Yesterday (5 December), the new FIA World Endurance Championship ‘hypercar’ rules were released after being ratified by the FIA’s World Motor Sport Council. The ‘hypercars’, which are still awaiting their official name, will replace the current LMP1 cars for the 2020/21 WEC season.
One of the main things to have been released in the finalised rules is the use of the engines and energy recovery systems (ERS) past the racetrack. Manufacturers will need to produce road-legal cars, most likely to be Supercars, that include the use of the ‘hypercars’ engines and ERS. They must sell at least 25 units by the end of their first season, with this figure increasing to 100 units sold by the end of the manufacturer’s second season.
Having a production line stem from a race car is not something new to the WEC, as it is currently a regulation for the GTE Pro cars. This rules is to keep the components of the car developed on the racetrack relevant to road cars, and to keep manufacturers using race series not just to fight against other manufacturers in competition, but to develop their road-car technology.
However, the rule does imply that companies such as ORECA, Onroak Automotive and Dallara – who are customer teams to manufacturers – will not be able to make the ‘hypercar’ jump as a manufacturer. It does, on the other hand, really open the door for manufacturers like Aston Martin, Ford, BMW, Ferrari and Porsche to take the step up to the top.
From a technical perspective, the ‘hypercars’ will have a total maximum power output of around 950 horsepower. This number has dropped slightly since being first announced in June, as the output from the combustion engine is 508kW rather than the 520kW originally stated six months ago. The electric unit, however, has retained its 200 kW maximum power output.
Teams can choose to run a turbocharged or normally-aspirated engine in their ‘hypercars’, incurring no maximum displacement or size. For the ERS, manufacturers will have a 3 million Euro cost cap and will only be allowed to supply their ERS to three customer teams. If they wish to supply their ERS to more than three customer teams they will have to seek approval from the WEC.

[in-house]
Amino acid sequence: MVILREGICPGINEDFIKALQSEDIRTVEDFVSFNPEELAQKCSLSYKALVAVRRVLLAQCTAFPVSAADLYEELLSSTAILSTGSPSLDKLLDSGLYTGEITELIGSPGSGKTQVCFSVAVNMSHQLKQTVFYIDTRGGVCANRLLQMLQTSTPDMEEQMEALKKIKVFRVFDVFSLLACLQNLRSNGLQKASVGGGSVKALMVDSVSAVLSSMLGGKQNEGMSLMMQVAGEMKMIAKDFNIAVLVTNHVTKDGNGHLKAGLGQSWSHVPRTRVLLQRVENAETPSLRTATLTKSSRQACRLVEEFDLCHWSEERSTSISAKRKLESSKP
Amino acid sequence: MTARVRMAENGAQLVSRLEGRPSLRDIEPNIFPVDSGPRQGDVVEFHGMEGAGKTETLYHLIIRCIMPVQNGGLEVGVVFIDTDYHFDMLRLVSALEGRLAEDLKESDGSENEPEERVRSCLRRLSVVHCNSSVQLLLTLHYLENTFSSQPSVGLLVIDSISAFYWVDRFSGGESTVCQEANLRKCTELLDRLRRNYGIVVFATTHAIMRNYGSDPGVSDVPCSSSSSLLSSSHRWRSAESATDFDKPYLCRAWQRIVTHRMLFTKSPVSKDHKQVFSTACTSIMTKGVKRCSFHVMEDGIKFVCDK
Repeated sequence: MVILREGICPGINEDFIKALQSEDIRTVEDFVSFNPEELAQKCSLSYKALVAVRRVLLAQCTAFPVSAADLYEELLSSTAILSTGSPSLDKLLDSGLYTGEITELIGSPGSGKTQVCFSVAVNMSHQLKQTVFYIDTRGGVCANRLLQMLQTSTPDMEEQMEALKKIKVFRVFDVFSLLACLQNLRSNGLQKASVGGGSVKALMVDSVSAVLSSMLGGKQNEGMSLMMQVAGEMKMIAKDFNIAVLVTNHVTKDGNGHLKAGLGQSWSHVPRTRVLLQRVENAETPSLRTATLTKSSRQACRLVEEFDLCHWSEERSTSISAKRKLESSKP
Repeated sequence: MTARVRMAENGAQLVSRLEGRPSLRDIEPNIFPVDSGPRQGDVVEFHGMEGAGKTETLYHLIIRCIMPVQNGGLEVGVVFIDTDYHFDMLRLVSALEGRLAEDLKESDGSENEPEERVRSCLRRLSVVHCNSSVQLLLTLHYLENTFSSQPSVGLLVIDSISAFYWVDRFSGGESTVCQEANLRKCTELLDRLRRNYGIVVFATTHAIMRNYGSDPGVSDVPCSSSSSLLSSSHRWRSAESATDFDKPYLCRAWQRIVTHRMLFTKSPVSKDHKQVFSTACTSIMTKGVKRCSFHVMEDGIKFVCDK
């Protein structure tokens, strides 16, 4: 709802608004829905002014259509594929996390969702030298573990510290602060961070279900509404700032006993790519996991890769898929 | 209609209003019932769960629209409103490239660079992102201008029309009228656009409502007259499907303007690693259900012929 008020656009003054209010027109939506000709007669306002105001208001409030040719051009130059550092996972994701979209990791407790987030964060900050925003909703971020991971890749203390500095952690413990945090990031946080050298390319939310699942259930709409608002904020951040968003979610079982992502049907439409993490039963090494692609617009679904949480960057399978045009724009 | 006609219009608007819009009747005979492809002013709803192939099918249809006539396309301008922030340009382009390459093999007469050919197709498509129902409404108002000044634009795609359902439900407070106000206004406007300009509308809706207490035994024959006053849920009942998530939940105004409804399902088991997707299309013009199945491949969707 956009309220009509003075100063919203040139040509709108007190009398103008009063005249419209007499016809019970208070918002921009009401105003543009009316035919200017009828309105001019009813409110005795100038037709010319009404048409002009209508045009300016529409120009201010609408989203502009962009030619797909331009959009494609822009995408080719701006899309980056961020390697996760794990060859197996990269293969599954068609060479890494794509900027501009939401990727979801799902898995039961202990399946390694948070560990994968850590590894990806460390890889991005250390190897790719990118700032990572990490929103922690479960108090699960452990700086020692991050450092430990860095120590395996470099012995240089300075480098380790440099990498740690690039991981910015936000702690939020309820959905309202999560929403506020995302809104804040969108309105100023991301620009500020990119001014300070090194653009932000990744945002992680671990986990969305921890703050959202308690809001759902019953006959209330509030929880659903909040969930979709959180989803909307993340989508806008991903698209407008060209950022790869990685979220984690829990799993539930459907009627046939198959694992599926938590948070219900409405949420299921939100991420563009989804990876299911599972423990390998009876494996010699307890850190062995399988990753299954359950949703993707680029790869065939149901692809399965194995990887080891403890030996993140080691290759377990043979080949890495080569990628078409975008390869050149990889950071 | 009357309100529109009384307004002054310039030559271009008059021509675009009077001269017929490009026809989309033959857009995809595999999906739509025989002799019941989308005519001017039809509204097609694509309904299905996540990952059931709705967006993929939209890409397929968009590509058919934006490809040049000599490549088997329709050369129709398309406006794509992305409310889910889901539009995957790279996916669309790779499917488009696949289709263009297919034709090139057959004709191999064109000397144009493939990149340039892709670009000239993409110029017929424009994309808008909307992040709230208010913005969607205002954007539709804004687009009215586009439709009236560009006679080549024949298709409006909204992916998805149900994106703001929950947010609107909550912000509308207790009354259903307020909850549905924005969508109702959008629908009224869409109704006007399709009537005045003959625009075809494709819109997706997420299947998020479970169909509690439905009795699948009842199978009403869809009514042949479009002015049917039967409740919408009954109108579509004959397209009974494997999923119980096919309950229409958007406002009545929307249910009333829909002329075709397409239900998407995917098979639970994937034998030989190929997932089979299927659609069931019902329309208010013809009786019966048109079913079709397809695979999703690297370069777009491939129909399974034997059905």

Size wise, the ‘hypercars’ will be slightly larger than the current LMP1 cars, with a maximum length of 5,000mm and maximum width of 2,000mm. The minimum weight of the ‘hypercars’ is now 1,040kg, meaning they will be 165kg heavier than the LMP1s.
The technical regulations are being opened up a little more for the ‘hypercars’, as the ban on movable aerodynamic kit is going to be lifted from 2020. In terms of development, the manufacturers will be entitled to five ‘EVO jokers’ which they can use at any time from the start of the 2020/21 season to the end of the 2024/25 season. This is to encourage manufacturers to develop their cars without having to bring in a completely new model, meaning that performance gains should be constant.
The final announcement from Wednesday’s rule reveal was that the ‘hypercar’ class will take on the success ballast system. Many GT series run this system, with winning teams from the previous round having something additional added to their car for the next race. Some series use a time penalty in pit stops as their success ballast, but WEC will bring in a weight addition for winning teams.
For each point scored in the last round, the car will have an additional 0.5kg added to the car. The maximum weight that can be added to the car is 50kg. This would be a changing weight throughout the season, not a weight that was constantly added to.
Therefore if a team won the first race, they would have 50kg added to their car for the next race, and if they then finished 10th at the next round, that 50kg would be taken off for race three and the team would only carry 0.5kg of success ballast to the third race.
The success ballast will first be trialled in the LM GTE Am class for the 2019/20 season, so this system should be well established by time the ‘hypercars’ come into play.